Putin’s grain ban plunges Xi into a deep dilemma and threatens his power

With a diplomatic offensive, Ukraine is once again trying to win over those countries that have kept a low profile since the beginning of Russia’s war of aggression against the country. Representatives from around forty countries gathered in Jeddah over the weekend to discuss prospects for an end to the war and a new post-war order, moderated by the Saudi Crown Prince Muhammad bin Salman.

Xi helps Putin

Beijing is also represented. In the war instigated by his friend Vladimir Putin, Xi Jinping acted as if the People’s Republic would remain a neutral force. In fact, Beijing has been keeping the Russian regime afloat economically, helping to keep the Kremlin’s war machine running by buying gas and oil (which Xi considers heavily discounted).

But supporting the Moscow tyrant is becoming costly for his Beijing counterpart and, more importantly, a threat to the stability of the Xi system, which rules the People’s Republic absolutely through the Communist Party. Beijing, whose suburbs have been hit by devastating floods these days, gets a good deal of its grain from Ukraine. But for the time being, wheat will probably no longer come across the Black Sea from Ukrainian ports. Vladimir Putin has canceled a corresponding agreement and is now massively bombing Ukrainian port facilities to prevent exports.

China must now buy grain from US allies

China, which is hit by floods in the north and heat waves in the south, is hit hard by Russia’s move. In the short term, Beijing replaced the default with imports from Australia, Canada and France. But Australia in particular, which will contribute 60 percent of the wheat to be supplied, has been repeatedly harassed by Beijing and exposed to economic hardships in the past. It must be a disgrace in Xi’s eyes to now be supplied with grain by a close ally of his nemesis America.

But nothing helps. Xi, who uses the Chinese state’s long memory as a bedrock for his nationalist and socialist ideology, is concerned that five of ancient China’s 17 dynasties were overthrown because drought led to famine. There is still water shortage in China today, which is leading to severe losses in the wheat and rice harvest. If deliveries from abroad then fail to materialize, things could quickly become tight in Xi’s empire, which for a long time bought the allegiance of the population with economic benefits and growing prosperity.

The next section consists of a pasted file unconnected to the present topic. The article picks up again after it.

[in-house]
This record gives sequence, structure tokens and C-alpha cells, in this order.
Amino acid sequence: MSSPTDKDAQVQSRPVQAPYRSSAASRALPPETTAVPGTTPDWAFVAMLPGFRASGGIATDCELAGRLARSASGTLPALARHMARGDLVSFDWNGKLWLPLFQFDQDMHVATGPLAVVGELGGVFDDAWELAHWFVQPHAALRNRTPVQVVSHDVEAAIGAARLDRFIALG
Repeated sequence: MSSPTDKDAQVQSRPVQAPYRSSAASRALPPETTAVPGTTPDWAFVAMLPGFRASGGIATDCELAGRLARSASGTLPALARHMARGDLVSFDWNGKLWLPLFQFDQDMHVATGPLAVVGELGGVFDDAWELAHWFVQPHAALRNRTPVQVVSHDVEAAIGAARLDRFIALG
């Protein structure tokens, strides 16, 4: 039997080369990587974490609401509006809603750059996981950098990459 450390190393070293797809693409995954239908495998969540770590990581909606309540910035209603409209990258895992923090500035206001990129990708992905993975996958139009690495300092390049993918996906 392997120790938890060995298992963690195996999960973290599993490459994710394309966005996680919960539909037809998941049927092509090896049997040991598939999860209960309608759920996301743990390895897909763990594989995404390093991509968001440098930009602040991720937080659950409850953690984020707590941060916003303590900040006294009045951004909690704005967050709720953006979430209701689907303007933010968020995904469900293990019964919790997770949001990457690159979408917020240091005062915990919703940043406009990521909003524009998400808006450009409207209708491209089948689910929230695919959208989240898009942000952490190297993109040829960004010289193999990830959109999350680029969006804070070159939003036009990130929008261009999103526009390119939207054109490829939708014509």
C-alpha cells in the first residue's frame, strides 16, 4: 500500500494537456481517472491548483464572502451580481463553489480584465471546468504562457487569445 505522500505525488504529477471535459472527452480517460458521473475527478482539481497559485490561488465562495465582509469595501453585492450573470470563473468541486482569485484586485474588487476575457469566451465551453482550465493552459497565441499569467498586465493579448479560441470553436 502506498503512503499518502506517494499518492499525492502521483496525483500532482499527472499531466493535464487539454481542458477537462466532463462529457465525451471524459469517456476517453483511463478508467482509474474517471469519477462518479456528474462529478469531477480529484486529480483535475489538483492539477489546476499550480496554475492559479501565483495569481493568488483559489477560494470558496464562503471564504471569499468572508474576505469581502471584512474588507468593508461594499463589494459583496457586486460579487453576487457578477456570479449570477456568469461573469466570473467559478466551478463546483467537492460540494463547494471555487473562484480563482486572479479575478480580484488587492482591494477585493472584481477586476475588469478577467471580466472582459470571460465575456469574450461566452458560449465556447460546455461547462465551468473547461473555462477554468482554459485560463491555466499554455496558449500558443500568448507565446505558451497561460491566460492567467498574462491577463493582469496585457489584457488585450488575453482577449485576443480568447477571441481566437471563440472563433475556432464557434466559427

Ultimately, the Jeddah summit will be about an oath: will China help end Putin’s war against Ukraine or not?

Much depends on Xi’s decision

Not only does their own well-being depend on it, but also that of the countries of Africa and Asia, as whose protector and helper China has increasingly presented itself in recent years. Many of these countries are in debt to Beijing, their economies are not really gaining momentum after the pandemic, which is destroying the development successes so far. Famine, which is usually followed by political instability, is something Beijing really doesn’t need right now.

Xi Jinping has the power to force Russia to reopen grain trade routes. In addition, Beijing only showed in March of this year that it is ready to become diplomatically active in the region. Top diplomat Wang Yi brokered a deal that brought the warring states of Saudi Arabia and Iran back into diplomatic contact. China cannot refuse to play a mediating role between Ukraine and Russia if host Muhammad bin Salman requests it.

For Xi Jinping, this is a bitter pill to swallow. It should dawn on him that in a world where everything is interconnected, the People’s Republic, untouched by the crises of the time and enthroned above things, cannot pretend to be neutral towards Putin’s doings. When hunger knocks at their own door , President Xi may reconsider his “boundless friendship” with Vladimir Putin.

Jean Harris

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